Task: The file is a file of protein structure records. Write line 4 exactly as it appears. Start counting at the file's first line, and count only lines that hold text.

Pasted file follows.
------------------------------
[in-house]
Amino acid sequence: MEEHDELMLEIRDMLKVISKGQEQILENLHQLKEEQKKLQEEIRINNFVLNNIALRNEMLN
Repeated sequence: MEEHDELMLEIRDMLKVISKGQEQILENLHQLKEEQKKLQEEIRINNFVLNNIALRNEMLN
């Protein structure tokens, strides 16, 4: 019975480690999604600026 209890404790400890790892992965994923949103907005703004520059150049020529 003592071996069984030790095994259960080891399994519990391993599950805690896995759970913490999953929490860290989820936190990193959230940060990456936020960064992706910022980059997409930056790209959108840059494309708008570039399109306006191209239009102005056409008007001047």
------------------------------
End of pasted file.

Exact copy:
């Protein structure tokens, strides 16, 4: 019975480690999604600026 209890404790400890790892992965994923949103907005703004520059150049020529 003592071996069984030790095994259960080891399994519990391993599950805690896995759970913490999953929490860290989820936190990193959230940060990456936020960064992706910022980059997409930056790209959108840059494309708008570039399109306006191209239009102005056409008007001047």